Institutional Research Information Service
UCL Logo
Please report any queries concerning the funding data grouped in the sections named "Externally Awarded" or "Internally Disbursed" (shown on the profile page) to your Research Finance Administrator. Your can find your Research Finance Administrator at https://www.ucl.ac.uk/finance/research/rs-contacts.php by entering your department
Please report any queries concerning the student data shown on the profile page to:

Email: portico-services@ucl.ac.uk

Help Desk: http://www.ucl.ac.uk/ras/portico/helpdesk
Publication Detail
Contact with a nurse practitioner: a short-term evaluation study in Parkinson's disease and dystonia.
  • Publication Type:
    Journal article
  • Publication Sub Type:
    Journal Article
  • Authors:
    Jahanshahi M, Brown RG, Whitehouse C, Quinn N, Marsden CD
  • Publication date:
  • Pagination:
    189, 196
  • Journal:
    Behav Neurol
  • Volume:
  • Issue:
  • Status:
  • Country:
  • Print ISSN:
  • PII:
  • Language:
  • Keywords:
    Dystonia, Management, Nurse practitioner, Outcome study, Parkinson's disease
Forty patients with Parkinson's disease and 24 patients with dystonia took part in a study aiming to assess the value of access to and contact with a nurse practitioner over a 6 month period. Patients in each group were randomly allocated to "intervention" or "control" groups, which were matched on important variables. All patients completed a set of questionnaires relating to psychosocial function at two time points separated by 6 months. In the intervening period, those allocated to the "intervention" group received two home visits and five telephone calls from the nurse practitioner. This contact was not provided to the "control" group. The nurse practitioner had a major impact on the provision of information and the facilitation of referral to other health-care agencies. The results of an independent assessment indicated that the patients in the "intervention" programme had found access to and contact with a nurse practitioner of great value. In contrast, the results of the questionnaire assessment did not reveal any statistically significant change in psychosocial functioning from the first to the second assessment for either the "intervention" or "control" groups. The lack of change in the questionnaire measures is discussed in terms of possible sampling bias and the duration of intervention and follow-up. Recommendations are made for future studies, and for the possible provision of clinical services.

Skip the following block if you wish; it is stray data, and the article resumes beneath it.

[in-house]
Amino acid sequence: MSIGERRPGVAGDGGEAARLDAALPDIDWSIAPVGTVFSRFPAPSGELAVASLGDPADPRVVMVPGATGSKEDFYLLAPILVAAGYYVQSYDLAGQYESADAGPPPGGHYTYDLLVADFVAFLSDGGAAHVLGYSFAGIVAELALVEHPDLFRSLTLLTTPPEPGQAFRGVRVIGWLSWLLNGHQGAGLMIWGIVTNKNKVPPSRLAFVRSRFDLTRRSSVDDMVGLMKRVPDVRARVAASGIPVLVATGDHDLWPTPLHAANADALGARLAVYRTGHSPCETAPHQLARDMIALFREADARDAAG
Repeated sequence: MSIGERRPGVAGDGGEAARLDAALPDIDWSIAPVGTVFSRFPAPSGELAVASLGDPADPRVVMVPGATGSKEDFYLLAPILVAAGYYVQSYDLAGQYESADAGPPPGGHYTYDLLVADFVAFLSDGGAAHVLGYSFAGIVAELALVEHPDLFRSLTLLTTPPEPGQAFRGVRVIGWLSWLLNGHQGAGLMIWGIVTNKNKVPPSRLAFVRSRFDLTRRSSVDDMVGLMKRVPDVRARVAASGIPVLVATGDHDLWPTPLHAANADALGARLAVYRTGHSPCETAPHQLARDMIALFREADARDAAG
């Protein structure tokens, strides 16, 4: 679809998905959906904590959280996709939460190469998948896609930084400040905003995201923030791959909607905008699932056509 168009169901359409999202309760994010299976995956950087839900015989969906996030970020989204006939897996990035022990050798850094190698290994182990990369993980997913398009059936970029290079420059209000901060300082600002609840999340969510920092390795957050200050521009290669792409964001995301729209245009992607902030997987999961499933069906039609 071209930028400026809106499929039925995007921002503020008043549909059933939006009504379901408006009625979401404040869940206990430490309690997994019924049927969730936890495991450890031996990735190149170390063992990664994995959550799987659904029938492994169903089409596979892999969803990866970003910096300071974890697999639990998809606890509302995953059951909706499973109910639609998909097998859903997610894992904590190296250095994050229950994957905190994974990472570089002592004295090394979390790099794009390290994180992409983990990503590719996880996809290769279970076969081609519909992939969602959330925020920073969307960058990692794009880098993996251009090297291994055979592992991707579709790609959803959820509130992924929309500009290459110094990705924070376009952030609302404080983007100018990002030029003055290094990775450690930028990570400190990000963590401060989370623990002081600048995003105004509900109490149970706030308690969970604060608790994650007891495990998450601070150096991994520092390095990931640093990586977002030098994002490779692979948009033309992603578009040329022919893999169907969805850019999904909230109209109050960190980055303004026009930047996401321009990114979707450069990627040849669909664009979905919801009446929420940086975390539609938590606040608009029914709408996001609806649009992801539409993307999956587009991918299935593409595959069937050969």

Publication data is maintained in RPS. Visit https://rps.ucl.ac.uk
 More search options
UCL Researchers
UCL Queen Square Institute of Neurology
UCL Queen Square Institute of Neurology
University College London - Gower Street - London - WC1E 6BT Tel:+44 (0)20 7679 2000

© UCL 1999–2011

Search by